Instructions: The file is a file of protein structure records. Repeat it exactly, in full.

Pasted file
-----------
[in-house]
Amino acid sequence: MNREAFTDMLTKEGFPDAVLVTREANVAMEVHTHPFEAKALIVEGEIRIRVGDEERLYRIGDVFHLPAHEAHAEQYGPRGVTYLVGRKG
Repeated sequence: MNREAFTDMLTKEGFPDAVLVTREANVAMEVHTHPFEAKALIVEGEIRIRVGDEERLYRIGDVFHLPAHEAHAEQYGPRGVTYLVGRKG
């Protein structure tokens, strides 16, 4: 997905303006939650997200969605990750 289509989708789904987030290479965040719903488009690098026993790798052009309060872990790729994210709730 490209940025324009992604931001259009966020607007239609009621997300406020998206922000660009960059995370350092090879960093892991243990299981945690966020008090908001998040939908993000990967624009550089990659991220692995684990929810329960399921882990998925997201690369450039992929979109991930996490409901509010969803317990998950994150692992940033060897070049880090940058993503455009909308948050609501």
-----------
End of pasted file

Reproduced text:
[in-house]
Amino acid sequence: MNREAFTDMLTKEGFPDAVLVTREANVAMEVHTHPFEAKALIVEGEIRIRVGDEERLYRIGDVFHLPAHEAHAEQYGPRGVTYLVGRKG
Repeated sequence: MNREAFTDMLTKEGFPDAVLVTREANVAMEVHTHPFEAKALIVEGEIRIRVGDEERLYRIGDVFHLPAHEAHAEQYGPRGVTYLVGRKG
């Protein structure tokens, strides 16, 4: 997905303006939650997200969605990750 289509989708789904987030290479965040719903488009690098026993790798052009309060872990790729994210709730 490209940025324009992604931001259009966020607007239609009621997300406020998206922000660009960059995370350092090879960093892991243990299981945690966020008090908001998040939908993000990967624009550089990659991220692995684990929810329960399921882990998925997201690369450039992929979109991930996490409901509010969803317990998950994150692992940033060897070049880090940058993503455009909308948050609501």